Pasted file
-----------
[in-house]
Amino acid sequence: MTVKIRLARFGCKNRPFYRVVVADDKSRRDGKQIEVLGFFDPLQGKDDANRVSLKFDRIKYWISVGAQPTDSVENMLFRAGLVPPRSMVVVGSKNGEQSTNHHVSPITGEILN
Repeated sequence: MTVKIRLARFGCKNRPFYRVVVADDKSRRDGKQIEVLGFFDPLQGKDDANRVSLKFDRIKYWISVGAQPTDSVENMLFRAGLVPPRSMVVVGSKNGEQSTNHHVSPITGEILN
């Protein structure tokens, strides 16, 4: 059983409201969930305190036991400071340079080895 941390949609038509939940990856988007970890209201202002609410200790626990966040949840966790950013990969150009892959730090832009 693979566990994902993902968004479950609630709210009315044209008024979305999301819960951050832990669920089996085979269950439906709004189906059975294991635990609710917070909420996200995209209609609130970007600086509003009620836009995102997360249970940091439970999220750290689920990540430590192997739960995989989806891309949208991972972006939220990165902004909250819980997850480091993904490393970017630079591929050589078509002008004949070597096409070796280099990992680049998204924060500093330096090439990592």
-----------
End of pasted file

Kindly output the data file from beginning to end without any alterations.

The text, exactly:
[in-house]
Amino acid sequence: MTVKIRLARFGCKNRPFYRVVVADDKSRRDGKQIEVLGFFDPLQGKDDANRVSLKFDRIKYWISVGAQPTDSVENMLFRAGLVPPRSMVVVGSKNGEQSTNHHVSPITGEILN
Repeated sequence: MTVKIRLARFGCKNRPFYRVVVADDKSRRDGKQIEVLGFFDPLQGKDDANRVSLKFDRIKYWISVGAQPTDSVENMLFRAGLVPPRSMVVVGSKNGEQSTNHHVSPITGEILN
């Protein structure tokens, strides 16, 4: 059983409201969930305190036991400071340079080895 941390949609038509939940990856988007970890209201202002609410200790626990966040949840966790950013990969150009892959730090832009 693979566990994902993902968004479950609630709210009315044209008024979305999301819960951050832990669920089996085979269950439906709004189906059975294991635990609710917070909420996200995209209609609130970007600086509003009620836009995102997360249970940091439970999220750290689920990540430590192997739960995989989806891309949208991972972006939220990165902004909250819980997850480091993904490393970017630079591929050589078509002008004949070597096409070796280099990992680049998204924060500093330096090439990592």